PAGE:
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Film review: Lawless
Moonshining has, whether you know it or not, left an indelible mark on the world of cars. Early hot-rodding, NASCAR, The General Lee - it all owes something to the distribution of illicit booze. As does Lawless, a brutal glorification of prohibition-era Virginia, courtesy of iconic director, John Hillcoat (him of The Proposition) and starring Tom Hardy, Jessica Chastain, Gary Oldman, Jason Clarke and Shia LaBeouf.
Based on Matt Bondurant’s book, The Wettest County in the World, this visceral true story follows three brothers’ (Hardy, Clarke, LaBeouf) bootlegging business in the Appalachian hills as they refuse to bow to the new sadistic, corrupt lawman (Guy Pearce). And their amoral approach to free enterprise sees them piloting the era’s latest machinery (largely Ford Model As, one of which manages to actually run on booze), transporting their wares to the speakeasies of Chicago and flogging it to the local kingpin (Oldman).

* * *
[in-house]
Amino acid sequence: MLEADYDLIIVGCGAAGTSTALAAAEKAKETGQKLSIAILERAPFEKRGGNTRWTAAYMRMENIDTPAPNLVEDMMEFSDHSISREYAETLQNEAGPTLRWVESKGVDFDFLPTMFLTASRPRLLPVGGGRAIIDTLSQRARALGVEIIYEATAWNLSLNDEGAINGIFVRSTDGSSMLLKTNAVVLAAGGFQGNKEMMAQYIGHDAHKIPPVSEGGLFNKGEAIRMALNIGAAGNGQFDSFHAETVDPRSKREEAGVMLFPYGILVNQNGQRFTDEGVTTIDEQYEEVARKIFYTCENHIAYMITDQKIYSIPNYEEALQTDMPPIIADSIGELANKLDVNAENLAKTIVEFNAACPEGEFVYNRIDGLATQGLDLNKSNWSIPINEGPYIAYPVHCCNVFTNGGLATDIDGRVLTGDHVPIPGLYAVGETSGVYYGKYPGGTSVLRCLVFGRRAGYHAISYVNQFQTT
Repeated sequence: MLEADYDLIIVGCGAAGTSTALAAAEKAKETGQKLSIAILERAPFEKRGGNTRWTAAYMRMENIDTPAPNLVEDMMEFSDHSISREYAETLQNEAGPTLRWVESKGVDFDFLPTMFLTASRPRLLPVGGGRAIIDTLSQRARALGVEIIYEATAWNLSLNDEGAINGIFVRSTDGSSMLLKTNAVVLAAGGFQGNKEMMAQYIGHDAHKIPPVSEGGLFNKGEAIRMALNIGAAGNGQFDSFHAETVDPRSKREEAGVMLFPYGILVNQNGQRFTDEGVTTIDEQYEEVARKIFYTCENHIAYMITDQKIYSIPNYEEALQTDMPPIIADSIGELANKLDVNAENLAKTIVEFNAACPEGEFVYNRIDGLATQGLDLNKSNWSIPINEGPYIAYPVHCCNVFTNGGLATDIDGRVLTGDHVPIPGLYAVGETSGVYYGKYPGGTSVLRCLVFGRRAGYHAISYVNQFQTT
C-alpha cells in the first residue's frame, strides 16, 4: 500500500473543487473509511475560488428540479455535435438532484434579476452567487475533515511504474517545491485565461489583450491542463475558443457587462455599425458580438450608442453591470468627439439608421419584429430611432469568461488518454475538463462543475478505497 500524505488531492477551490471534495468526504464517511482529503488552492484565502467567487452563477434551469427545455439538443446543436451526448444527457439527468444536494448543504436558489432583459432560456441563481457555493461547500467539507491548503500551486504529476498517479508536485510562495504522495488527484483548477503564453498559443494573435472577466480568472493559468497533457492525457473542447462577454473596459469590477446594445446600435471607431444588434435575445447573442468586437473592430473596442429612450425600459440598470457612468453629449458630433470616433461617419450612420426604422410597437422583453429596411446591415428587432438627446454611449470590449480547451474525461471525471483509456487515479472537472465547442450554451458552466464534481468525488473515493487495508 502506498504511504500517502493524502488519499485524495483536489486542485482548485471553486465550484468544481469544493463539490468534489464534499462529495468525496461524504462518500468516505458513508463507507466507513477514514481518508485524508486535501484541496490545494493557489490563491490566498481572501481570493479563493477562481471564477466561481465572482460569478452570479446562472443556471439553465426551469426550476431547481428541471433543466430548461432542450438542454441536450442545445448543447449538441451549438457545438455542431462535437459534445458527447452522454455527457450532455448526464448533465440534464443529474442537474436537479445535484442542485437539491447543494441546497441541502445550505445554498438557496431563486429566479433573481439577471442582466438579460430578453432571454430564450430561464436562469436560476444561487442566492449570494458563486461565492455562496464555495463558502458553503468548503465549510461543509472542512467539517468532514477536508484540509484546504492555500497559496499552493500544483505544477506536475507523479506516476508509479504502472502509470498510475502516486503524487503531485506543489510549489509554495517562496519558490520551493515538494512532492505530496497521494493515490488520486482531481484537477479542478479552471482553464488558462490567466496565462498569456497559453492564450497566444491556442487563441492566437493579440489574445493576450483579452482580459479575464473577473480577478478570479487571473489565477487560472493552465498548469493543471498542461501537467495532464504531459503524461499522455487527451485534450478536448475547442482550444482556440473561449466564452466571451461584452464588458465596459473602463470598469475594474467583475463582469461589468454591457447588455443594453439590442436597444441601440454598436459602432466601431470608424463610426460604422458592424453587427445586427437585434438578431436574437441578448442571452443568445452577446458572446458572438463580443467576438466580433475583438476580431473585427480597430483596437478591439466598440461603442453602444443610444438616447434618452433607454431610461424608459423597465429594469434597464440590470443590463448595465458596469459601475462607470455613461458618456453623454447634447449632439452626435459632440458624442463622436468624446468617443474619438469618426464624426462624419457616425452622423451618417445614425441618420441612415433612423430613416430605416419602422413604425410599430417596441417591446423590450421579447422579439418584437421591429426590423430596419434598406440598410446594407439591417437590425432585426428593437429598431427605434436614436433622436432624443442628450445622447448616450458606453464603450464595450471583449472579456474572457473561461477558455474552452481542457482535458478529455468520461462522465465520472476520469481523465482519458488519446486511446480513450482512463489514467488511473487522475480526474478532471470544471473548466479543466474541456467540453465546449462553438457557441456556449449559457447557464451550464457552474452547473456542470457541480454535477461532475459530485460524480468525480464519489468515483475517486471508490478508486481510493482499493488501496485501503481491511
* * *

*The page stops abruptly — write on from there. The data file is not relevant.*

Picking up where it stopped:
Desperate not to disturb the romance of this tale, Benoît Delhomme’s photography presents the bucolic tale - and classics that increase in loveliness with the Bondurant’s profits - beautifully. Which, frankly, is welcome respite from the knuckledusters-in-faces, knives-in-sex-parts ultra-violence that Lawless is peppered with.
We went expecting good ol’ boys spanking pre-war Fords around the Appalachians. We left feeling slightly damaged from the breathless violence. Watch, but not with the kids. Or expectations of anything other than mild entertainment and the occasional glimpse of pre-war cars.
Now watch the trailer below.